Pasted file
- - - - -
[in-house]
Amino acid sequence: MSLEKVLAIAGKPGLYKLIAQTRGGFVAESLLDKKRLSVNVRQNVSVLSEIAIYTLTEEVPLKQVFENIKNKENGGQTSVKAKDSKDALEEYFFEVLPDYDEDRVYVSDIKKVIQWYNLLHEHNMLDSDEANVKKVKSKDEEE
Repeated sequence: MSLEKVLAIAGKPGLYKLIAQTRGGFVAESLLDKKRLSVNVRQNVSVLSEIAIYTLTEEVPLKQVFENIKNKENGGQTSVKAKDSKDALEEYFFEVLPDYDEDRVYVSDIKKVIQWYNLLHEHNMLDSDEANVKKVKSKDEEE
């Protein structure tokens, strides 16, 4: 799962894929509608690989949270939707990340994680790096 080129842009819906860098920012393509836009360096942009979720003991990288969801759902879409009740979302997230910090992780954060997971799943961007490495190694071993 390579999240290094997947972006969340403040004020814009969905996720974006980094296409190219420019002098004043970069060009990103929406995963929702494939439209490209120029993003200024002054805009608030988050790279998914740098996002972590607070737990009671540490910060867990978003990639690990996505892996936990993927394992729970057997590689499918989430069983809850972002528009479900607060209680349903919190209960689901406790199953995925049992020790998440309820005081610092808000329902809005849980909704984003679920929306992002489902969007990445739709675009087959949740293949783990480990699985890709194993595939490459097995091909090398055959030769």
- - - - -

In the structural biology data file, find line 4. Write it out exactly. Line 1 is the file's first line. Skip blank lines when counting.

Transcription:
């Protein structure tokens, strides 16, 4: 799962894929509608690989949270939707990340994680790096 080129842009819906860098920012393509836009360096942009979720003991990288969801759902879409009740979302997230910090992780954060997971799943961007490495190694071993 390579999240290094997947972006969340403040004020814009969905996720974006980094296409190219420019002098004043970069060009990103929406995963929702494939439209490209120029993003200024002054805009608030988050790279998914740098996002972590607070737990009671540490910060867990978003990639690990996505892996936990993927394992729970057997590689499918989430069983809850972002528009479900607060209680349903919190209960689901406790199953995925049992020790998440309820005081610092808000329902809005849980909704984003679920929306992002489902969007990445739709675009087959949740293949783990480990699985890709194993595939490459097995091909090398055959030769």